Oregon resident Julie Keith was shocked when she opened her $29.99 Kmart Halloween graveyard decoration kit to find a letter, folded into eights, hidden between two Styrofoam tombstones.
Coming all the way from unit 8, department 2 of the Masanjia Labor Camp in Shenyang, China, the letter written mostly in English read:
“Sir: If you occasionally buy this product, please kindly resend this letter to the World Human Right Organization. Thousands people here who are under the persicution of the Chinese Communist Party Government will thank and remember you forever.”
The letter went on to describe 15 hour work days, no days off, and pay at 10 yuan per month ($1.61 US Dollar) if any. It also described the 1-3 year average forced labor terms without trial, and the large amount of Falun Gong practitioners in forced labor, a banned spiritual group.
Although the authenticity can’t be totally proven, Sophie Richardson, China director at Human Rights Watch stated, “I think it is fair to say the conditions described in the letter certainly conform to what we know about conditions in re-education through labor camps.”
Even more gruesome and largely ignored are the mobile execution vans that harvest prisoners organs on the way to jets to shipped and sold on the black market to the highest bidder.
After the Oregonian newspaper originally broke the story, they contacted the U.S. Immigration and Customs Enforcement about the note. Although it is illegal to import items produced or manufactured in a foreign country by forced labor under Title 19, section 1307 of U.S. Code, it continues to appear that the United States is not interested in stopping slave goods from reaching its shores.
Ironically, Army Regulation 210-35, which bears the name “Civilian Inmate Labor Program” refers to establishing and managing civilian inmate labor programs on Army installations within the United States. Even more disturbing is the 2010 army manual FM 3-39.40 Internment and Resettlement Operations that was leaked online this year that outlines plans for “political activists” to be “indoctrinated” by “PSYOP officers” into developing an “appreciation of U.S. policies” while being detained in prison camps inside the United States. Fort Leonard Wood Public Affairs director Tiffany Wood responded to the leak by saying that the document was not meant to be public and that the manual was for overseas, despite the manual referring to the U.S.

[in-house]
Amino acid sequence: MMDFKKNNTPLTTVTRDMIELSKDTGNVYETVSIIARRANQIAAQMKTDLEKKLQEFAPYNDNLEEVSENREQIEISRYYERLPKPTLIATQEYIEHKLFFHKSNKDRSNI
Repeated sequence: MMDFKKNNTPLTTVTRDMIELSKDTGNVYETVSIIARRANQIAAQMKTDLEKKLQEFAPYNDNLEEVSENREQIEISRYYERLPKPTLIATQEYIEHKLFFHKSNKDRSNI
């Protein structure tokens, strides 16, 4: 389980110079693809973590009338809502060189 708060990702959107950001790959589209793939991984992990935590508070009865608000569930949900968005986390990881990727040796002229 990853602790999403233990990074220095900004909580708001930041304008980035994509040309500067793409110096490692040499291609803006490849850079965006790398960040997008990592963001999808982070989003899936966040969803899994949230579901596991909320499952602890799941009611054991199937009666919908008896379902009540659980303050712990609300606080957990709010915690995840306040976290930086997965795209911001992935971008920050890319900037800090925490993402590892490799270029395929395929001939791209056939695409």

Sears Holdings Corporation, which controls Kmart, released a public statement regarding the letter from China:
“Sears Holdings has a Global Compliance Program which helps to ensure that vendors and factories producing merchandise for our company adhere to specific Program Requirements, and all local laws pertaining to employment standards and workplace practices. Failure to comply with any of the Program Requirements, including the use of forced labor, may result in a loss of business or factory termination. We understand the seriousness of this allegation, and will continue to investigate.”
Whether any action will be taken by Sears or U.S. authorities remains to be seen.